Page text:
This is a secondary consideration, but you should keep it on your radar. The chief ray angle varies from lens to lens - roughly speaking it is the angle of incidence of the light on the sensor - this is important because sensors are designed to work with certain CRA ranges, and if you get a bad mismatch your image quality will suffer. I’m not an expert on it, but I think a mismatch will result in vignetting, color shifts and sharpness - probably affecting the perimeter more than the central part of the image.
If you have trouble finding a lens that will focus at 40mm, consider moving the camera further away and either accepting the larger imaged area, or selecting a lens with an even longer focal length.
The best supplier I have found is AICO in China. They do sell small quantity samples, but with shipping etc. the prices might be high. Also they are oriented at volume buyers, so they might not work with you:
They are pretty expensive as “lenses from China” go, but they are the best I have found.
If I get a chance I will look through my lens library and see if I can recommend something. Are you able to change the mount on the camera? Is it a plastic mount with two mounting screws? 18mm spacing? 20? 22? I ask because the lenses I have used with a close focusing distance are M8 lenses, so they require a different mount.
Edit: The OV2710 appears to have a CRA of 23.6 deg (I didn’t see a CRA spec for the lens you ordered)
For depth I’m mainly only trying to get the top of the object in focus so depth isnt a huge concern as long as I can get the highest points of it in focus.
I’m not sure either, this is new to me as I thought this came down to just seeing more or less of the object / FOV when closer or further away from it I guess it does make sense that there should be a minimum distance that I guess will be determined when I receive it in a day or so.
Hmm I will have to see how bad it seems then, I understand this similar to running videos at 4k resolution even though you may have a 1080p monitor because you can still see a difference in quality.
Im not even going to act like I know what any of this means such as CRA ranges as I have no clue but sounds like a pain to deal with guess ill cross this road when the new one arrives and see how different it is again I’m shooting from the hip on this one.
This is possible but would make the job time go up fairly a good amount as the Z axis (Up and Down) does not move very fast on the ender 3 v2 so having to position higher each time it plunges will drastically increase job times unless I can find a way to increase motor speeds for the Z axis without causing other problems which I’m positive there is just haven’t experimented with how fast I can actually make it go without problems.
I’m not 100% sure on the spacing of the mount holes at the moment but yes it does seem to use 2 screws with a plastic mount which, I was worried also it may not be long enough to use the 6mm lens with enough clearance to adjust it closer or further away from the sensor as I’m not familiar with how that works but just assuming I should have enough travel for it to work decently if not that will be the next part I invest in.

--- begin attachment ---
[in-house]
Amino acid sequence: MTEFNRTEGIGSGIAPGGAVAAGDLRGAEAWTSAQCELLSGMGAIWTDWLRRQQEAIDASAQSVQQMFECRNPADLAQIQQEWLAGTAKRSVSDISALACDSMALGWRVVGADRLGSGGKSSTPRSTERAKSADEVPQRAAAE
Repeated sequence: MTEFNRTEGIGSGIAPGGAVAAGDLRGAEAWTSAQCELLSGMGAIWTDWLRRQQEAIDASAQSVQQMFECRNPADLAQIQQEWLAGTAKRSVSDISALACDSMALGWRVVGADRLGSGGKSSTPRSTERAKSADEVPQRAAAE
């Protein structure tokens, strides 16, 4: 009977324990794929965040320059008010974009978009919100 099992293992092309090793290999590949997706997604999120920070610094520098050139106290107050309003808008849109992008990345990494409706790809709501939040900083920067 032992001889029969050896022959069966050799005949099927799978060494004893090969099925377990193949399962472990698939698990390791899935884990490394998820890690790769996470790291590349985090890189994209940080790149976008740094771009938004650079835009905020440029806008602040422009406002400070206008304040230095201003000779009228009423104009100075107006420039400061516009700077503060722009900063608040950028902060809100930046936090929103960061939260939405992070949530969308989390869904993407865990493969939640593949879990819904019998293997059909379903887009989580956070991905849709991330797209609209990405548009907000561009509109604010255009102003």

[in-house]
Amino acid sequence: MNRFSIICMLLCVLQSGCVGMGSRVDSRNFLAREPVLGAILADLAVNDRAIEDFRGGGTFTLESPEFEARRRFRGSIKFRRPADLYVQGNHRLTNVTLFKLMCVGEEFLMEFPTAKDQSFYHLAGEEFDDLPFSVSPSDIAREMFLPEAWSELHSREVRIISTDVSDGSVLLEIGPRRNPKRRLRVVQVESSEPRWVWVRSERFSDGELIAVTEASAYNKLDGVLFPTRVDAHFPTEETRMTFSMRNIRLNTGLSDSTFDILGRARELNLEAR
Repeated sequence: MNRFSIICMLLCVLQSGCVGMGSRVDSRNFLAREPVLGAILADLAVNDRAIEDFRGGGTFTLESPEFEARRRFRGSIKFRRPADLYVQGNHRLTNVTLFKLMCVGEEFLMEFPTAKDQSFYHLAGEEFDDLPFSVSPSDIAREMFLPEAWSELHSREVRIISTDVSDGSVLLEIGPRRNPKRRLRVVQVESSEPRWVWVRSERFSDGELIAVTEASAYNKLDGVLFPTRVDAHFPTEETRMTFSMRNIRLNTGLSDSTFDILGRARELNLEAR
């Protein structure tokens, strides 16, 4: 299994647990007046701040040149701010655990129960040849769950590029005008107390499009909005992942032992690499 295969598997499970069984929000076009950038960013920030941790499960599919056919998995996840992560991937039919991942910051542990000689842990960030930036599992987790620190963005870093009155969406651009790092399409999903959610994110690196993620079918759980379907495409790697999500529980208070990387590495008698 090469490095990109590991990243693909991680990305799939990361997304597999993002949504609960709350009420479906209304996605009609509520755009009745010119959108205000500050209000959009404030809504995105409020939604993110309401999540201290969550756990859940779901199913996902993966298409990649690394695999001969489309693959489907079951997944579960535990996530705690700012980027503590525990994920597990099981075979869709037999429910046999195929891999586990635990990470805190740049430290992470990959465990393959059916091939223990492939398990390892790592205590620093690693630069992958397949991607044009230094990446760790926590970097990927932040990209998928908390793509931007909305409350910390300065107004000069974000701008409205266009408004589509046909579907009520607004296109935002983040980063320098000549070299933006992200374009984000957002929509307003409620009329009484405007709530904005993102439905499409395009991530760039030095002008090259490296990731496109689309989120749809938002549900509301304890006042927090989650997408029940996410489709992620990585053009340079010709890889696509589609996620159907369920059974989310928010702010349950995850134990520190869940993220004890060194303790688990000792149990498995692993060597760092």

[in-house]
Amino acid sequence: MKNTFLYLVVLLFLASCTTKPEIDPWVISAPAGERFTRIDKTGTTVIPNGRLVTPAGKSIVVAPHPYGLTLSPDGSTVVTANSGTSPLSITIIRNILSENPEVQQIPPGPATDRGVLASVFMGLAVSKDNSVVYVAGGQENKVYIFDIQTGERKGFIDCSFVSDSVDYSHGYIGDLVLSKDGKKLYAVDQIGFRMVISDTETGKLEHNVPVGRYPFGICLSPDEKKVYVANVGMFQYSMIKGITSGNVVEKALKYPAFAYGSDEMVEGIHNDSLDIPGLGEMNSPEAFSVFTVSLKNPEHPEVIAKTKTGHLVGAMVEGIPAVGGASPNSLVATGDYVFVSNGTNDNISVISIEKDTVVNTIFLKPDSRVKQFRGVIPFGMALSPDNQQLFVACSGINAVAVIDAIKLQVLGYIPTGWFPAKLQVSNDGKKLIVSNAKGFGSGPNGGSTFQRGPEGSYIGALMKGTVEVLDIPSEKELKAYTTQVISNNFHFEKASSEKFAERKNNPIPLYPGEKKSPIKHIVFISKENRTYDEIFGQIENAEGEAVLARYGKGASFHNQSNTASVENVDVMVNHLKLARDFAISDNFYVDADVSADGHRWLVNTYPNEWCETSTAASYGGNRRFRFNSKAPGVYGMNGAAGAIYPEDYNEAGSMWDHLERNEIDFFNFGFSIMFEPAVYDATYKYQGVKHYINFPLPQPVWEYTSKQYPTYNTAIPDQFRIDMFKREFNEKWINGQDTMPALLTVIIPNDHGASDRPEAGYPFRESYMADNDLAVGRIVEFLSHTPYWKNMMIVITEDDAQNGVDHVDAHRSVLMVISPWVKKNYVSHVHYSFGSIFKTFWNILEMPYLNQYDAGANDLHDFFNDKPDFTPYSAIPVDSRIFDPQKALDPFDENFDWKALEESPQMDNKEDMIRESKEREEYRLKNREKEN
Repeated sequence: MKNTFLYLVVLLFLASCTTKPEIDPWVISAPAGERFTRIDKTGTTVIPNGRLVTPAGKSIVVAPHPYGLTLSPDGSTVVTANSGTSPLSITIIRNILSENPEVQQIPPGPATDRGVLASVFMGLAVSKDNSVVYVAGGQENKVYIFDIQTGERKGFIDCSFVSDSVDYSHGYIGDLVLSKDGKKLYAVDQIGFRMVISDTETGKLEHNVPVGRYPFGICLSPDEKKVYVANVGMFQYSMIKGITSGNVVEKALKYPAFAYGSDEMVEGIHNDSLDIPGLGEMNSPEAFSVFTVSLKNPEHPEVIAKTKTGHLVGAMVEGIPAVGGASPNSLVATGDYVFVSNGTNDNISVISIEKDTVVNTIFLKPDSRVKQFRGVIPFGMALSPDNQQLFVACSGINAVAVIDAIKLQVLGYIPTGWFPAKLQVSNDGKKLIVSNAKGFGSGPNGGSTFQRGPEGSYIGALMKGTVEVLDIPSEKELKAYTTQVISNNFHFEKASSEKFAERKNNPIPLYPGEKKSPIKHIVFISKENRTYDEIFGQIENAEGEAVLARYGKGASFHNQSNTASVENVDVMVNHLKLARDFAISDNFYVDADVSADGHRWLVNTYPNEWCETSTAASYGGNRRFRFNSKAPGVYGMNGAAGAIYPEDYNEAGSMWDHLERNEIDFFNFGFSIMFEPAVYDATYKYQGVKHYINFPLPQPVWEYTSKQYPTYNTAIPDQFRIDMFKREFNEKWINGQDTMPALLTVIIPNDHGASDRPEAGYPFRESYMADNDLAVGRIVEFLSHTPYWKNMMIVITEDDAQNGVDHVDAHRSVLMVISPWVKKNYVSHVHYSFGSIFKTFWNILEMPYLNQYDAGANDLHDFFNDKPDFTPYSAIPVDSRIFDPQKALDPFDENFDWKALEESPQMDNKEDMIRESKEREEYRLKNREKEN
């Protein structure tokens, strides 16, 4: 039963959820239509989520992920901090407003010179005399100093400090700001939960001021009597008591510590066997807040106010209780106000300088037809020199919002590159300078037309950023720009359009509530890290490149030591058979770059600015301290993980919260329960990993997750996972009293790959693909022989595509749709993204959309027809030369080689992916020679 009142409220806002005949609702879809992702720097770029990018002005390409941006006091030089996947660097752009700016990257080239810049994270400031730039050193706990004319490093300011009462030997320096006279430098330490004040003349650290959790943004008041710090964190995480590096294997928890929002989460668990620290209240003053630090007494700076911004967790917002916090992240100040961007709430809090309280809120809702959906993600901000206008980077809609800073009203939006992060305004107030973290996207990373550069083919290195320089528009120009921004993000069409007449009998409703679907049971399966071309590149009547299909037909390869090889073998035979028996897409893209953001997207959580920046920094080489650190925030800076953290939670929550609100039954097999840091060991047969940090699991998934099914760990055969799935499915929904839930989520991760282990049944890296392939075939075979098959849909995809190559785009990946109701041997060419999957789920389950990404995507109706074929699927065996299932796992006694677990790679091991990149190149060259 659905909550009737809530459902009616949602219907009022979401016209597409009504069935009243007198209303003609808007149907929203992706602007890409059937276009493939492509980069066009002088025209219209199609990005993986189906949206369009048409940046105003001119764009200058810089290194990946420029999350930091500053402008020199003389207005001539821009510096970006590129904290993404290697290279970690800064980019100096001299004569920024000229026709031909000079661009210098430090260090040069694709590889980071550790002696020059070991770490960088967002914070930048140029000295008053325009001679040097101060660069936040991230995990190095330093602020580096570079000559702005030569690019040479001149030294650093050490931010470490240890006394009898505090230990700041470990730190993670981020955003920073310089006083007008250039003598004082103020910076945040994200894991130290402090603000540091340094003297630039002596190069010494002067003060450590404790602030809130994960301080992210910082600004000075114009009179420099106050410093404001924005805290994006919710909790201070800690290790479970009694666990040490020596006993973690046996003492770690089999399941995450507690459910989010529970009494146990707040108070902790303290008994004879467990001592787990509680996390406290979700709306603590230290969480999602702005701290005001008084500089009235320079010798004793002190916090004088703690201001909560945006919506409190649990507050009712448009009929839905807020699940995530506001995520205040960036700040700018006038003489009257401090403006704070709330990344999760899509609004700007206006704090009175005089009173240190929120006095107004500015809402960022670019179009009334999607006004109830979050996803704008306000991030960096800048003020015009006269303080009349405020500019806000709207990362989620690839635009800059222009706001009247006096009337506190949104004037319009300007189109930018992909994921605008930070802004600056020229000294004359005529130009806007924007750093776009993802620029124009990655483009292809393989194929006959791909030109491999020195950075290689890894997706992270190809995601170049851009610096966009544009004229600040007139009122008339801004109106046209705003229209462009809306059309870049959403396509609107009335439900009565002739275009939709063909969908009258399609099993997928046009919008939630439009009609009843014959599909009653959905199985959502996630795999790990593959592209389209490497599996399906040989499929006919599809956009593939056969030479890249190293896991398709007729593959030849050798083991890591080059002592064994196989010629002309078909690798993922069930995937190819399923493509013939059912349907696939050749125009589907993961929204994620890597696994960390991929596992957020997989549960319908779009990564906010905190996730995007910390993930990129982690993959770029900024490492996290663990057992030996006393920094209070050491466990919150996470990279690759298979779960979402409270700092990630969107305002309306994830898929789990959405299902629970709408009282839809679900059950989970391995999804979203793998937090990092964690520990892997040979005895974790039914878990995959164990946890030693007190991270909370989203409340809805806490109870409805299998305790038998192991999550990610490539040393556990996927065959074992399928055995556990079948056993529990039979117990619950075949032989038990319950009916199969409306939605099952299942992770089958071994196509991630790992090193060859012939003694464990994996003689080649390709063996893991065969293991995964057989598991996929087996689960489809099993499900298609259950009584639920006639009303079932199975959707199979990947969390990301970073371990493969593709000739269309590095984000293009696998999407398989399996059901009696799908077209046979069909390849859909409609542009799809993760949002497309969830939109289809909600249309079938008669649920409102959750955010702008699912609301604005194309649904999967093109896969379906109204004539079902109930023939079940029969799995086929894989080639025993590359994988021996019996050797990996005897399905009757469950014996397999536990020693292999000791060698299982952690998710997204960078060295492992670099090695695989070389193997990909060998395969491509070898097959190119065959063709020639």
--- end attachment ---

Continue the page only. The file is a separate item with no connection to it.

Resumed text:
I reviewed this but don’t 100% understand, it seems the only reason this would be problem is if the lens is offset from the sensor a fairly decent amount. In the diagram it seems as long as its lined up or centered reasonably CRA shouldn’t be a problem just based off that graphic alone.
I will also check out that AICO company may have to convince them I need to test some samples to get a few that may work for my need without having to put in a volume order kind of lame to do that but worth it for me if they’re as good as it sounds as the website I ordered from seems to be the only retailer online I found that doesn’t charge $150+ for a single lens… Sort of like EdmundOptics theirs seem ridiculously priced high but then again I’m no expert and they’re probably way more involved than I know about lenses.
Maybe that link I provided wasn’t clear or didn’t have sufficient context, but it’s isn’t about the lens being centered over the sensor (the diagrams in that linked article are of microlenses situated above individual pixels - they are offset intentionally to help account for a specific CRA range.)
The issues is that as the light passes through the lens and is focused on the sensor, the incident angle varies depending on the pixel location and the lens design. The rays hitting the center pixel of the sensor will arrive perpendicular to the sensor, but for pixels at the edges, the rays will not be perpendicular. The problem with non-perpendicular rays is that the physical structure of the sensor array reduces the amount of light that reaches the actual pixel as the angle of incidence increases (the more it deviates from perpendicular to the sensor, the less light the pixel sees). To account for this the sensors have a microlens array on top of the sensor - the position of each microlens (one per pixel) is shifted a varying amount depending on the pixel location within the sensor. This intentional shift is designed to account for a specific CRA value, and tends to work for some range of values. If the CRA of your lens doesn’t match the CRA that the sensor is designed to correct, then your image can suffer.
As I mentioned this is a secondary consideration - if you stick with fairly normal lenses, you will probably be OK. But if you end up struggling with bad vignetting or other imaging issues, it might be good to compare the CRA of the lens to the sensor.
Ok, yeah I had a complete oversight of what it was actually showing in the diagram I took “micro lens” as the actual lens I was using. Definitely something ill consider from now on just as a precautionary measure of compatibility definitely not something I even knew existed until now.